In 2005 Bassil Dahiyat was appointed CEO of Xencor, Inc. (NASDAQ:XNCR). First, this article will compare CEO compensation with compensation at similar sized companies. Then we’ll look at a snap shot of the business growth. And finally – as a second measure of performance – we will look at the returns shareholders have received over the last few years. This process should give us an idea about how appropriately the CEO is paid.
How Does Bassil Dahiyat’s Compensation Compare With Similar Sized Companies?
Our data indicates that Xencor, Inc. is worth US$1.7b, and total annual CEO compensation is US$5.0m. (This is based on the year to December 2017). While this analysis focuses on total compensation, it’s worth noting the salary is lower, valued at US$525k. We looked at a group of companies with market capitalizations from US$1.0b to US$3.2b, and the median CEO compensation was US$3.5m.
It would therefore appear that Xencor, Inc. pays Bassil Dahiyat more than the median CEO remuneration at companies of a similar size, in the same market. However, this fact alone doesn’t mean the remuneration is too high. A closer look at the performance of the underlying business will give us a better idea about whether the pay is particularly generous.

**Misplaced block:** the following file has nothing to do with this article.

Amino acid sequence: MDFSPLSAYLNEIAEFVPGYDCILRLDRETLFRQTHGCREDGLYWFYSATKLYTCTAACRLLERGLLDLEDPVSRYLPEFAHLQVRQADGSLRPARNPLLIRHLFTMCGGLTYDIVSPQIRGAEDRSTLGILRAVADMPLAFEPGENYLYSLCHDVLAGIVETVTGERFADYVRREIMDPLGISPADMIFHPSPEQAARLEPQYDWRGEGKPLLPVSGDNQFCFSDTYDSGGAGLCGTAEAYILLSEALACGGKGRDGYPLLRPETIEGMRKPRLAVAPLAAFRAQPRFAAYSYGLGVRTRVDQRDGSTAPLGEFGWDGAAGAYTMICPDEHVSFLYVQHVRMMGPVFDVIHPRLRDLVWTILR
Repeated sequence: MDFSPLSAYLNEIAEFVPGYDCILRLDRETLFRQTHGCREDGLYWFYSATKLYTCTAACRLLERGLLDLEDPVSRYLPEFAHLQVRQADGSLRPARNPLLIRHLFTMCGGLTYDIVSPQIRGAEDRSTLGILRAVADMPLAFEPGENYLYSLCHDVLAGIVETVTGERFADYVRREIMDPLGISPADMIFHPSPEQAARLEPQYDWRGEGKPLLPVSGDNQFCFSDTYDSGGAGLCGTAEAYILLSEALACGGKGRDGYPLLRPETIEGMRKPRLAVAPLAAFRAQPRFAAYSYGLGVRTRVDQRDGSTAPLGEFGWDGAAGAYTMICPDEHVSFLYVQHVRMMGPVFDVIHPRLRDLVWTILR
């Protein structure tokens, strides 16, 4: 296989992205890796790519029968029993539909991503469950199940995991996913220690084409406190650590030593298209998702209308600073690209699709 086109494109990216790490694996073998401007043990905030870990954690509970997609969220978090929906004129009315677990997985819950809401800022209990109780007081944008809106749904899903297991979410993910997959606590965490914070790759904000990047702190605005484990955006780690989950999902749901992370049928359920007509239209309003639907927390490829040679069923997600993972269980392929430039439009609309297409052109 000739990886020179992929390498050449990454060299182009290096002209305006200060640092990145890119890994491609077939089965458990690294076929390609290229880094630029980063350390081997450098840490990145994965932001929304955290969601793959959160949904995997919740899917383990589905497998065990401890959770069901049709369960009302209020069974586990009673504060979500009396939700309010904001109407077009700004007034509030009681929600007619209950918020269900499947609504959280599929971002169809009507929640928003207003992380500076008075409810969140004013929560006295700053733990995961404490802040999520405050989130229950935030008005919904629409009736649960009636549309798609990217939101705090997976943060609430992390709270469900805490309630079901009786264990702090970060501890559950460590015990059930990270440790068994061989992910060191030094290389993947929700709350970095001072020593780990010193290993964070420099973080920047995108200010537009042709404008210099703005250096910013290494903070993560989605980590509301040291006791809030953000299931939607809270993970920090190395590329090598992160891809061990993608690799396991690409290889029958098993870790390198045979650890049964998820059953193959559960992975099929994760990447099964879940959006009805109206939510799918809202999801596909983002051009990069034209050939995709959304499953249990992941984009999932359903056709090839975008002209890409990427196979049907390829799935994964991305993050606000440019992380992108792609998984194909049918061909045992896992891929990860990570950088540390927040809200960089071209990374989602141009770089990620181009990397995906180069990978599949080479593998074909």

You can see, below, how CEO compensation at Xencor has changed over time.
Is Xencor, Inc. Growing?
Over the last three years Xencor, Inc. has shrunk its earnings per share by an average of 71% per year (measured with a line of best fit). Its revenue is up 14% over last year.
Unfortunately, earnings per share have trended lower over the last three years. And while it’s good to see some good revenue growth recently, the growth isn’t really fast enough for me to put aside my concerns around earnings. So given this relatively weak performance, shareholders would probably not want to see high compensation for the CEO. Shareholders might be interested in this free visualization of analyst forecasts.
Has Xencor, Inc. Been A Good Investment?
Boasting a total shareholder return of 163% over three years, Xencor, Inc. has done well by shareholders. This strong performance might mean some shareholders don’t mind if the CEO were to be paid more than is normal for a company of its size.
We examined the amount Xencor, Inc. pays its CEO, and compared it to the amount paid by similar sized companies. As discussed above, we discovered that the company pays more than the median of that group.
We think many shareholders would be underwhelmed with the business growth over the last three years.
On the other hand, returns have been good, so the company is doing something right. Given this situation we doubt shareholders are particularly concerned about the CEO compensation. CEO compensation is one thing, but it is also interesting to check if the CEO is buying or selling Xencor (free visualization of insider trades).
Important note: Xencor may not be the best stock to buy. You might find something better in this list of interesting companies with high ROE and low debt.
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